However, even before symptoms become manifest, many patients already have evidence of structural and functional abnormalities in the left ventricle (LV), which may be precursors to heart failure. Early recognition of these subclinical precursors is important because they often portend poor outcomes in heart failure patients, and commencement of therapy at the precursor stage may reduce mortality in patients with asymptomatic systolic LV dysfunction.1
Pharmacotherapy is the cornerstone of treatment for HFrEF and should be implemented before considering device therapy, and alongside non-pharmacological interventions.
There are three major goals of treatment for patients with HFrEF: 1) reduction in mortality, 2) prevention of recurrent hospitalisations due to worsening HF, and 3) improvement in clinical status, functional capacity, and quality of life (QoL).2
The European Society of Cardiology still recommends the use of an angiotensin receptor-neprilysin inhibitor (ARNI) as a replacement for an angiotensin-converting enzyme inhibitor (ACE-I) in suitable patients who remain symptomatic on ACE-I, beta-blocker, and MRA therapies; however, an ARNI may be considered as a first-line therapy instead of an ACE-I.2
In the PARADIGM-HF trial, sacubitril/valsartan, an ARNI, was shown to be superior to enalapril in reducing hospitalisations for worsening HF, CV mortality, and all-cause mortality in patients with ambulatory HFrEF with LVEF ≤40% (changed to ≤35% during the study). Patients in the trial had elevated plasma NP concentrations, an eGFR ≥30mL/min/1.73m2 and were able to tolerate enalapril and then sacubitril/valsartan during the run-in period. Additional benefits of sacubitril/ valsartan included an improvement in symptoms and QoL, a reduction in the incidence of diabetes requiring insulin treatment, and a reduction in the decline in eGFR, as well as a reduced rate of hyperkalaemia. Additionally, the use of sacubitril/valsartan may allow a reduction in loop diuretic requirement.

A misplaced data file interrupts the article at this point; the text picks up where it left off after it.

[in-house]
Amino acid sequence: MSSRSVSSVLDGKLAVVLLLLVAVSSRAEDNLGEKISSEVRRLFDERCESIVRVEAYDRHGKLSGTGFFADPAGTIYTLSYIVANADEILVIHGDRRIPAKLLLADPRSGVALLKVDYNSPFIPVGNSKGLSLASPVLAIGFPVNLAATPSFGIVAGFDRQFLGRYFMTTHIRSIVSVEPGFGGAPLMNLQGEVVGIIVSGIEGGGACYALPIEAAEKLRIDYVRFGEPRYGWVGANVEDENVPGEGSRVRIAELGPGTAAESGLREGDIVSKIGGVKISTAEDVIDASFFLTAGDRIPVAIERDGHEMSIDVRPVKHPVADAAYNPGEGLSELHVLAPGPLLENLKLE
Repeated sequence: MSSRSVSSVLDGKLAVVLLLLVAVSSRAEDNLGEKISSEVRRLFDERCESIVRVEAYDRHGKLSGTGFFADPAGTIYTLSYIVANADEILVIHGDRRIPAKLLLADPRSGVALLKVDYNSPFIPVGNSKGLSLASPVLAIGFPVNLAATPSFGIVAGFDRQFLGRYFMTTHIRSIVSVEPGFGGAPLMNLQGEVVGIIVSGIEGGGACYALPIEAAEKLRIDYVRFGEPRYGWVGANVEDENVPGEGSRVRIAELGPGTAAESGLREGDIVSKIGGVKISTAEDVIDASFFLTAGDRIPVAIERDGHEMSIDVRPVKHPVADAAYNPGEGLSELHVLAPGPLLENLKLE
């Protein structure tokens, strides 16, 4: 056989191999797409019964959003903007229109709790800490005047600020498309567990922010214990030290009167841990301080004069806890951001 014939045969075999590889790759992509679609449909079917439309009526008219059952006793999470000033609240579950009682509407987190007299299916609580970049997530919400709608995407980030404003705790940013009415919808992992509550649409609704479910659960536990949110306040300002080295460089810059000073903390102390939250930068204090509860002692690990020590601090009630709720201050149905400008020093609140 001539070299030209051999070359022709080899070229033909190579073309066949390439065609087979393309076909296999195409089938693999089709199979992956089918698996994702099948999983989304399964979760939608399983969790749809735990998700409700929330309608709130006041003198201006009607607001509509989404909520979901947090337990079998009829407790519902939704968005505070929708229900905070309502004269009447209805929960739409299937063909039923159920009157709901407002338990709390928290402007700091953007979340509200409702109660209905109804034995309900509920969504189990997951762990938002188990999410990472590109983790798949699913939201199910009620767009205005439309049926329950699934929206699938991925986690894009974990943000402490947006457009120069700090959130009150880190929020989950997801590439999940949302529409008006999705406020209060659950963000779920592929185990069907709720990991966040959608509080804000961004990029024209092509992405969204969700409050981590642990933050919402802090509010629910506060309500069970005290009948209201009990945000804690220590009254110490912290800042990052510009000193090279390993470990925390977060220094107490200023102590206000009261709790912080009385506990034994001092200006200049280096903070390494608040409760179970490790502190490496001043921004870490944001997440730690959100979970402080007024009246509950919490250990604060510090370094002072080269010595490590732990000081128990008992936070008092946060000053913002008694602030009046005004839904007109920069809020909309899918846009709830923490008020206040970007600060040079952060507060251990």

Symptomatic hypotension was reported more commonly in patients treated with sacubitril/valsartan as compared to enalapril, but despite developing hypotension, these patients also gained clinical benefits from sacubitril/valsartan therapy.
Therefore, it is recommended that an ACE-I or ARB is replaced by sacubitril/valsartan in ambulatory patients with HFrEF, who remain symptomatic despite the optimal treatment outlined above. Two studies have examined the use of ARNI in hospitalised patients, some of whom had not been previously treated with ACE-I. Initiation in this setting appears safe and reduces subsequent CV death or HF hospitalisations by 42% compared to enalapril. As such, initiation of sacubitril/valsartan in ACE-I-naïve patients with HFrEF may be considered. Patients being commenced on sacubitril/valsartan should have an adequate BP, and an eGFR ≥30mL/min/1.73m2. A washout period of at least 36h after ACE-I therapy is required in order to minimise the risk of angioedema.
1. Hitzeroth J, Mpe M, Klug E, et al. 2020 Heart Failure Society of South Africa perspective on the 2016 European Society of Cardiology Chronic Heart Failure Guidelines S Afr Med J 2020;110(9b):938-951. https://doi.org/10.7196/SAMJ.2020.v110i8.14681.
2. McDonagh T, Metra M, Adamo M, et al. 2021 ESC Guidelines for the diagnosis and treatment of acute and chronic heart failure. European Heart Journal 2021:42,3599-3726. Doi:10.1093/eurheartj/ehab368.